It’s really true what they say about working at a community college – we wear MANY hats.
Since June of 2011 I’ve been fortunate to work as the Director of Campus Life at Jamestown Community College, and no day is a typical one!
I am a ONE-PERSON office responsible for student activities, student government, clubs/student organizations, and new student orientation for an institution of just under 3,350 full-time and part-time students across three sites (fall 2014 enrollment numbers). My role as director is specifically for the Jamestown Campus and the North County Center, an extension site which I travel to once a week. And as is fairly typical of community colleges, not all student engagement efforts have a home in any one particular office. One example of this for us is volunteerism, so some of these initiatives are coordinated through me as well. Oh, my hat rack also includes roles on various college committees, including the Faculty Student Association board, the Retention Committee, the Commencement Planning team, and the Student Affairs Committee to highlight only a few extras. When time allows (Yea right! So even when it doesn’t), I’m also fortunate to be able to do a few things outside my job description like teach one section of Student Success Seminar, a one credit transitions to college course we require of all our first-time full-time freshman.
The flow of my year looks like this…Prepare yourself. You might get overwhelmed just reading about it!
- The last week of August is the first week of classes. I coordinate Welcome Week efforts, which include a Peer Mentor information booth outside in the center of campus as well as annual fall welcome picnics with live music and student involvement fairs at two college sites. Recruitment of freshman Student Senators and Campus Activities Board (CAB) members are a priority for me for the next couple weeks, as is marketing upcoming events.
- September and October are heavy with day events sponsored by CAB, and evening events co-sponsored by CAB and Residence Life. Clubs are gearing up and in need of lots of advice! I attend all the events sponsored by my office and in some cases spend a whole day hosting an artist if they are also visiting classes as part of their contract. A few October weekends get busy with traveling to student leadership conferences as advisor for the Student Senate and participating in a Columbus Day open house. If I can manage it, I might also attend a conference just for me, too!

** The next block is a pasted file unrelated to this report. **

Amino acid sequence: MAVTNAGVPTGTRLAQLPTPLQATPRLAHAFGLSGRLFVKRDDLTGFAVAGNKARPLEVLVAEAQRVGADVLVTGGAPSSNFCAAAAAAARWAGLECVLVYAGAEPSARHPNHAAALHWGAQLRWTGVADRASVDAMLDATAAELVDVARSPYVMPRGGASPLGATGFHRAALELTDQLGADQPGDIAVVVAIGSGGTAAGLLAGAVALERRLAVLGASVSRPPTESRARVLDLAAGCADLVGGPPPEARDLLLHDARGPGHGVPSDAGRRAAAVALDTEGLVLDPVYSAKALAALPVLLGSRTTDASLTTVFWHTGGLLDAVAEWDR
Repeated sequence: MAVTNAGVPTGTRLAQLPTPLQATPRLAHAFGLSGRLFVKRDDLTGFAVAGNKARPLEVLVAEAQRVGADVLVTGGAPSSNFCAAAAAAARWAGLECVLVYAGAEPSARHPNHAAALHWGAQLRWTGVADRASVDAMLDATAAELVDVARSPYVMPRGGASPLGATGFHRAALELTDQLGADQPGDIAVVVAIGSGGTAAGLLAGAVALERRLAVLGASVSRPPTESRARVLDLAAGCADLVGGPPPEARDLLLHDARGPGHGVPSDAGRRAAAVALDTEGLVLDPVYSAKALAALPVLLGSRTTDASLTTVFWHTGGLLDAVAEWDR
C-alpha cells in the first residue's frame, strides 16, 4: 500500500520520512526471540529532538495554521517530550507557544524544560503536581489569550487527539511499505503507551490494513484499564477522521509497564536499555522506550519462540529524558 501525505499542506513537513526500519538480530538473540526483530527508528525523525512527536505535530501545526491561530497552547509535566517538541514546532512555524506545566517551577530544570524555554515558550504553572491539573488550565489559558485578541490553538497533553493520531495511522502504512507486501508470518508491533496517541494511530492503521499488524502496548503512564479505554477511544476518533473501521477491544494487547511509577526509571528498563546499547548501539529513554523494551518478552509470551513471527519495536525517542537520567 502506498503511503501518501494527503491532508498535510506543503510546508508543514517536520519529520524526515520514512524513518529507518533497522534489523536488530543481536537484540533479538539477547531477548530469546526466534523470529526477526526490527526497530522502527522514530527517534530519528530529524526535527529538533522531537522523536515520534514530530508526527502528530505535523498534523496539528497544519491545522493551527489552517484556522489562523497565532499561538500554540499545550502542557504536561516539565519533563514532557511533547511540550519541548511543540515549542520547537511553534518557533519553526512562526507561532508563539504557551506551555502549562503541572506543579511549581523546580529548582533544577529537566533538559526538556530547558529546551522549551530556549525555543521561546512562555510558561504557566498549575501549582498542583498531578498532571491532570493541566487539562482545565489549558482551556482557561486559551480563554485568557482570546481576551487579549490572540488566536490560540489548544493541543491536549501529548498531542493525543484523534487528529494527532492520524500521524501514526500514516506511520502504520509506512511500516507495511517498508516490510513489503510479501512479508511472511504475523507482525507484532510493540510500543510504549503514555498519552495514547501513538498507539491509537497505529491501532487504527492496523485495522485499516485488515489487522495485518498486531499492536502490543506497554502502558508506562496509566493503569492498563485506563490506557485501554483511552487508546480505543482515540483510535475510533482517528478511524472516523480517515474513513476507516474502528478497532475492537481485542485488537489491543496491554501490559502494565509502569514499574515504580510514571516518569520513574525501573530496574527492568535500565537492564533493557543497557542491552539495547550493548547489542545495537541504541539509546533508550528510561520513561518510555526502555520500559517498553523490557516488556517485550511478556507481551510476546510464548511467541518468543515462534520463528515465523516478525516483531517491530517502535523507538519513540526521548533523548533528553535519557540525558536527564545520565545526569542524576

- November – I can breathe again! Still have weekly events, but it’s not as hectic. Also, it’s time to finalize plans for the spring semester. No more slackin’ off, Kim! Oh, and don’t forget another open house.
- December – Did I just blink? Boy, that was quick. Time to slow down and enjoy holiday community bonding moments like participating with Student Senate in our city’s Christmas Parade every year, especially when we give out FREE HUGS!
- January kicks off with our annual MLK Day of Service and weekly CAB events.
- February is tough because the weather in western NY is brutal this time of year. We’ve had enough of the snow and cold, not to mention occasionally my artists can’t make it in because of canceled flights. In late February, the MLK Program Committee on which I serve hosts its annual MLK speaker residency over three days at all college sites. Also, at the end of February or early March I take my CAB to a regional program planning conference where we scout for talent for the coming year.
- March – I can breathe again! Like November, I still have weekly events and one open house to attend, but it’s not as hectic if you can believe me and spring break is on the horizon at the end of the month – not that I get that week off, but it’s time to start crossing things off my commencement planning to-do list anyways and it’ll be quiet around campus over break.
- April is like September, very busy with events, but a lot of them are hosted by clubs and community organizations. Oh, but it’s time to travel to another student government conference and volunteer at charity walks on the weekends!
- May – home stretch, but first host a Club Appreciation Luncheon, two giant year-end Carnivals at two college sites, and finalize Commencement details. Easy-peasy.
- Mid-May – Commencement Day! Whew, I made it and so did my students. Wait, don’t leave me! I just got you all trained up to be excellent student leaders, and now you’re going to take your talents elsewhere?!